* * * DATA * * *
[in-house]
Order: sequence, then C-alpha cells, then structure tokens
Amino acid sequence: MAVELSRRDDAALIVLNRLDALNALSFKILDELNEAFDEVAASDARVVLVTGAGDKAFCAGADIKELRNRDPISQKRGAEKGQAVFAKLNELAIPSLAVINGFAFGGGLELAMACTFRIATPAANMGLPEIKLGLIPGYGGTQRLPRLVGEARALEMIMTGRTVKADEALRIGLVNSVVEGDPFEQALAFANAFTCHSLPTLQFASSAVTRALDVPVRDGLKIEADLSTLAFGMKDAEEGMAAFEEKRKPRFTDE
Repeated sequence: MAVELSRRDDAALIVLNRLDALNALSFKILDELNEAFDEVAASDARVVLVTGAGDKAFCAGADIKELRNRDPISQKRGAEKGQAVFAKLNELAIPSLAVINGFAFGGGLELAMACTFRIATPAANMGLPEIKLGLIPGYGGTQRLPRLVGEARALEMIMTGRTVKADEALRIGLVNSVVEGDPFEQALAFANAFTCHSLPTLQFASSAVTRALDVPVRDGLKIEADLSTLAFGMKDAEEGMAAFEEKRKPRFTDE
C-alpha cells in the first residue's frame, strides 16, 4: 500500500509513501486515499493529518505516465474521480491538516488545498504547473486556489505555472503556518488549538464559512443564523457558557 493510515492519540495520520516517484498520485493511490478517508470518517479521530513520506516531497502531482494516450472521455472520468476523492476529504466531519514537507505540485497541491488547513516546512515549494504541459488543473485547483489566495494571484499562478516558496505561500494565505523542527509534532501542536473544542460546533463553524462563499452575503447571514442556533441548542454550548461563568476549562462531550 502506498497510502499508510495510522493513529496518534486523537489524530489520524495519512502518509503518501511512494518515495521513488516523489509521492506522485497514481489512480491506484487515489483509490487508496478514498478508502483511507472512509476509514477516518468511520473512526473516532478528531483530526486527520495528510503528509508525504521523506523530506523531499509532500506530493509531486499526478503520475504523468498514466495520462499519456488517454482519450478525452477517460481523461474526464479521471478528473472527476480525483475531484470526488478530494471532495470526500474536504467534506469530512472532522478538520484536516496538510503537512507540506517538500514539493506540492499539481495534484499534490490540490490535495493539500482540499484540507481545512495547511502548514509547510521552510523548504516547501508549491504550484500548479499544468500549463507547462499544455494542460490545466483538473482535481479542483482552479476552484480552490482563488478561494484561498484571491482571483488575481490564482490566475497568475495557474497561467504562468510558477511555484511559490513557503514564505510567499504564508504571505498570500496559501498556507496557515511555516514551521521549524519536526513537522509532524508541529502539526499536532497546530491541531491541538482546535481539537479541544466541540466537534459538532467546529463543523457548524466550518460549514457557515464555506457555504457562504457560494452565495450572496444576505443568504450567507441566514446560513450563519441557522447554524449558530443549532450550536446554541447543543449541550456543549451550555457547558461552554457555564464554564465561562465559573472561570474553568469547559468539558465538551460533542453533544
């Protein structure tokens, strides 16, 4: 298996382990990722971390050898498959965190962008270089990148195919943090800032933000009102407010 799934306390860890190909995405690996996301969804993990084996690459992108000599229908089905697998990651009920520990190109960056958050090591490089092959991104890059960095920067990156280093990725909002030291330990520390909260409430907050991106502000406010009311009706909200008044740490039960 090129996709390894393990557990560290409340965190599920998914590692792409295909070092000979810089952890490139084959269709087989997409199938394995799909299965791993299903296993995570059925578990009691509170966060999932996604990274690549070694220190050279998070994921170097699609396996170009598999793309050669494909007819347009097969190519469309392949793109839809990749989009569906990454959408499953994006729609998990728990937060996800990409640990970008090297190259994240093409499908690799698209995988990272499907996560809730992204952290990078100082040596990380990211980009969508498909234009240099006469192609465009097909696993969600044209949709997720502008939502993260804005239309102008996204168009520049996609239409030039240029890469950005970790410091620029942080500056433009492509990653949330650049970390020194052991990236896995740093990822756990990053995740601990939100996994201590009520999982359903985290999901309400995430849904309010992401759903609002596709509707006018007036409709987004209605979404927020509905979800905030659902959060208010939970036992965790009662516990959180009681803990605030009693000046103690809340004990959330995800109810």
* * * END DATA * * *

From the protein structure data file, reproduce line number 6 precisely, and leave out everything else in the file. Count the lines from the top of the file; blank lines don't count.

């Protein structure tokens, strides 16, 4: 298996382990990722971390050898498959965190962008270089990148195919943090800032933000009102407010 799934306390860890190909995405690996996301969804993990084996690459992108000599229908089905697998990651009920520990190109960056958050090591490089092959991104890059960095920067990156280093990725909002030291330990520390909260409430907050991106502000406010009311009706909200008044740490039960 090129996709390894393990557990560290409340965190599920998914590692792409295909070092000979810089952890490139084959269709087989997409199938394995799909299965791993299903296993995570059925578990009691509170966060999932996604990274690549070694220190050279998070994921170097699609396996170009598999793309050669494909007819347009097969190519469309392949793109839809990749989009569906990454959408499953994006729609998990728990937060996800990409640990970008090297190259994240093409499908690799698209995988990272499907996560809730992204952290990078100082040596990380990211980009969508498909234009240099006469192609465009097909696993969600044209949709997720502008939502993260804005239309102008996204168009520049996609239409030039240029890469950005970790410091620029942080500056433009492509990653949330650049970390020194052991990236896995740093990822756990990053995740601990939100996994201590009520999982359903985290999901309400995430849904309010992401759903609002596709509707006018007036409709987004209605979404927020509905979800905030659902959060208010939970036992965790009662516990959180009681803990605030009693000046103690809340004990959330995800109810």